In 1962, Rolex became the official timekeeper of two of the biggest events on the endurance motorsport calendar. These two events were the 24-hour races at Le Mans in France and Daytona in Florida.
Cosmograph Ref. 6239
To commemorate the start of a long and fruitful relationship still going strong to this day, they launched the Cosmograph ref. 6239, briefly called the Le Mans, and quickly changed to The Daytona to appeal to an American audience.
With pump pushers jutting from its rugged steel case, engraved tachymeter bezel and arrangement of a trio of sub dials, it was a Rolex the likes of which the world had never seen.
And the world, it is fair to say, wasn’t particularly interested.
The Daytona was the brand’s perennial underachiever for years, due mainly to its glaring Achilles heel—its movement. Sourced from renowned Swiss watchmakers Valjoux, Rolex took the company’s standard Cal. 72 and modified it with their own Microstella regulated balance wheel and Breguet overcoil, improving on what was already one of the best chronograph mechanisms of the period.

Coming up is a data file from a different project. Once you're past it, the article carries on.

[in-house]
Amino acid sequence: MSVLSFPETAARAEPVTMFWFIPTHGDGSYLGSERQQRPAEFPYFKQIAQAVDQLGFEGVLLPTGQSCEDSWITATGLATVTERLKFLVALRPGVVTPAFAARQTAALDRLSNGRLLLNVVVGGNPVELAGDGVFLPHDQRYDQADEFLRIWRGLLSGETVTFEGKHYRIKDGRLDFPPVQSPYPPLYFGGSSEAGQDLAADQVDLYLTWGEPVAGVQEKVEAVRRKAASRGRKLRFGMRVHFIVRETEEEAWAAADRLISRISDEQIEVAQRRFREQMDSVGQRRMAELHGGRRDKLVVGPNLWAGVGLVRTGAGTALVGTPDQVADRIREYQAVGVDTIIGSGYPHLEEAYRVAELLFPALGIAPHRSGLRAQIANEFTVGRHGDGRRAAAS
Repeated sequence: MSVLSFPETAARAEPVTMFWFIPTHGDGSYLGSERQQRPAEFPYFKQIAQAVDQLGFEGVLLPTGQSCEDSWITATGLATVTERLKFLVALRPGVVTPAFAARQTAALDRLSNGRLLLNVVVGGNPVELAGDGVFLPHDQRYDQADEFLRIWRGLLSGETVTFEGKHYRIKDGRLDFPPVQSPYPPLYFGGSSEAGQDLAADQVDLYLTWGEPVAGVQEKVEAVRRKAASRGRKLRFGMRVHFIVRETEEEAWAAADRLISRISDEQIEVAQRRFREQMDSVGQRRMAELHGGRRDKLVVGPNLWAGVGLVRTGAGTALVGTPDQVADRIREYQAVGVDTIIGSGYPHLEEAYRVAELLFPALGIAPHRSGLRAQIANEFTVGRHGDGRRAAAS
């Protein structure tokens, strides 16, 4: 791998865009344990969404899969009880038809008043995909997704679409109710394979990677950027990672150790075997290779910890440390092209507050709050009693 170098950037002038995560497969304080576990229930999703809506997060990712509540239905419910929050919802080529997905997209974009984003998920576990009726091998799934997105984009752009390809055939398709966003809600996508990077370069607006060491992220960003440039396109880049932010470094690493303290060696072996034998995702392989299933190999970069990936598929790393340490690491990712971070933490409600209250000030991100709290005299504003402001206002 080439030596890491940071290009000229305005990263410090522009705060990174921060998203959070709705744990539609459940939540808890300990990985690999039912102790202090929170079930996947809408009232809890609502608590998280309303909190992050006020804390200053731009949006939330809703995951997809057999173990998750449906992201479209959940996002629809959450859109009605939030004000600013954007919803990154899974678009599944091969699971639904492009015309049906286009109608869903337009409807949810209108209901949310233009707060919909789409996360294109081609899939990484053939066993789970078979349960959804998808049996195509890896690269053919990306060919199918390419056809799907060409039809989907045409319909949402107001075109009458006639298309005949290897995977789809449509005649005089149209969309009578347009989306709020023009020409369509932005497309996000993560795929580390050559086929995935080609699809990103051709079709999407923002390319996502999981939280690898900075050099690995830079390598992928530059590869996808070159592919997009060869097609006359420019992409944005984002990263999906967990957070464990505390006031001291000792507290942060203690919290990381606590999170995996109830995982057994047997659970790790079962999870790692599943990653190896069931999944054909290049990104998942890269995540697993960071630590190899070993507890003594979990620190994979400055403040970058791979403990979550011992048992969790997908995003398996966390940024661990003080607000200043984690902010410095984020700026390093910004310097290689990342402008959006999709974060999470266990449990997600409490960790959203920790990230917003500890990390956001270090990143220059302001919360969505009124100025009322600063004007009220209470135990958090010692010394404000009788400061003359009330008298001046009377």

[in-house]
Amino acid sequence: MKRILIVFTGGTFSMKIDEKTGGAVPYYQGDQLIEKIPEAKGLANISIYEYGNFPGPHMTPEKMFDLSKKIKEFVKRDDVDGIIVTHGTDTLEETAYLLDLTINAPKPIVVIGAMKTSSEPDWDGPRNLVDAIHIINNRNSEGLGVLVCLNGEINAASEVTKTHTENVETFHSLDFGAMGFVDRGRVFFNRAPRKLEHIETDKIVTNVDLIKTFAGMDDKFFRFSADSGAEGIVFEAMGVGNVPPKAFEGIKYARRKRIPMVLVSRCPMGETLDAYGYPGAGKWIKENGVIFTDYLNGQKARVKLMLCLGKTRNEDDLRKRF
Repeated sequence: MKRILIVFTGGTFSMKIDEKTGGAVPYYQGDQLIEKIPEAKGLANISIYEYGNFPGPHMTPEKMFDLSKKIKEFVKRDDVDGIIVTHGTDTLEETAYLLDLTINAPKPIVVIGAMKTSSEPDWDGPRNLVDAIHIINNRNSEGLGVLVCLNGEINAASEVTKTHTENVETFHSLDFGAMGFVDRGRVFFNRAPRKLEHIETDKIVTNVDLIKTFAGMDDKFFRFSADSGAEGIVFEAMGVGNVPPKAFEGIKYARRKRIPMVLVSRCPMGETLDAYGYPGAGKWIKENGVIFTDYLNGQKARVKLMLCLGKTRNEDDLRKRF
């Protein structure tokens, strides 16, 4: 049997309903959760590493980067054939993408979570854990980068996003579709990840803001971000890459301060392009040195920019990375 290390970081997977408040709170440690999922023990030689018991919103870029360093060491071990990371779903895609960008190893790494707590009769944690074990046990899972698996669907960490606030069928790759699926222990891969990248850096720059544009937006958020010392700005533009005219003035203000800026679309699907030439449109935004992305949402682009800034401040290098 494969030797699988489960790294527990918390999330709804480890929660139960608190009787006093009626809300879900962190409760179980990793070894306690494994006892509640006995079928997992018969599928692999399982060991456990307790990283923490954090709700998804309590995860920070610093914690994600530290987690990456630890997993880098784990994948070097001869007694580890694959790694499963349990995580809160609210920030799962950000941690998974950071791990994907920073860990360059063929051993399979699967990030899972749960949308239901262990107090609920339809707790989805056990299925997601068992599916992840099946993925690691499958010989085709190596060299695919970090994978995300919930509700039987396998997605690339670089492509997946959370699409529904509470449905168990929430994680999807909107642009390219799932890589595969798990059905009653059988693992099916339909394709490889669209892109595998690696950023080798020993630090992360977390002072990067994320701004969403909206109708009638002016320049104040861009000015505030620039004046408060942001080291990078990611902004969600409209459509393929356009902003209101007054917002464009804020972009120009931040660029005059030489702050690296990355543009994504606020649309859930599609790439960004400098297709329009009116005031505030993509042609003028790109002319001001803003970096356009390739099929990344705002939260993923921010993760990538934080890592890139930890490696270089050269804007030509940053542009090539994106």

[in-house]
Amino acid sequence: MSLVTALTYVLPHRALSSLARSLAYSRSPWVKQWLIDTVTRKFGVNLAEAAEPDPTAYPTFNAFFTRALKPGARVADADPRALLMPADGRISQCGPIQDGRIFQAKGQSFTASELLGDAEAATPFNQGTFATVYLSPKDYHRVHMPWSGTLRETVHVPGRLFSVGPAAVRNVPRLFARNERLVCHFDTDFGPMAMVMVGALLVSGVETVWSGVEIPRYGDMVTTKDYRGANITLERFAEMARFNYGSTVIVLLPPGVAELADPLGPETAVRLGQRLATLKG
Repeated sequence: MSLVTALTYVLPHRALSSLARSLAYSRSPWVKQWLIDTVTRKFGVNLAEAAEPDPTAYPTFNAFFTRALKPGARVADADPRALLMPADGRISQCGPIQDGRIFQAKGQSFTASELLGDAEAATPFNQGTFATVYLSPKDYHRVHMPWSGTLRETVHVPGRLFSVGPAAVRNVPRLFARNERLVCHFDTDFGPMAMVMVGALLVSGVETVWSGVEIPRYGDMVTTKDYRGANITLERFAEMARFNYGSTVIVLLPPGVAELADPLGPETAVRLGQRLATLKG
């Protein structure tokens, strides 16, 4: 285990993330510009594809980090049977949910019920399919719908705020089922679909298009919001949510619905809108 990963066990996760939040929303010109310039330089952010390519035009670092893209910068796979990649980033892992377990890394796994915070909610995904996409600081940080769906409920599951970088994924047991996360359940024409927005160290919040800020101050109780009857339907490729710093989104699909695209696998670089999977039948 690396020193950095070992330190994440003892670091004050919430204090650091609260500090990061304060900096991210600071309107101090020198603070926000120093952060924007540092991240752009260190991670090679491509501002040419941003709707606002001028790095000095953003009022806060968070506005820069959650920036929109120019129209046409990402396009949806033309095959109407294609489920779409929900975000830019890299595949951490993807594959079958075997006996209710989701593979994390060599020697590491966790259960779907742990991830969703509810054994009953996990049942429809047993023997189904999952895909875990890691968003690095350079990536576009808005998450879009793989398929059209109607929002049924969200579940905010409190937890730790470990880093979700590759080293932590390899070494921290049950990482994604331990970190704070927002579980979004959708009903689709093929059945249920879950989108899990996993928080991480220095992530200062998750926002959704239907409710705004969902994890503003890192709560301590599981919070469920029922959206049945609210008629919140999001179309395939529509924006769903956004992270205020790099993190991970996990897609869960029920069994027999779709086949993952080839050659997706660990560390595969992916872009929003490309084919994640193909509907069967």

Renaming it the Cal. 722, it was unquestionably a formidable performer, but there was no getting away from the fact that it was still a manually-wound movement.
A Problem Child
For a manufacturer that had established the Perpetual automatic caliber several decades earlier, releasing what was intended to be a flagship professional watch that needed winding every day was a divisive move, especially considering the first rumblings of the quartz era were drifting in from the east at the time.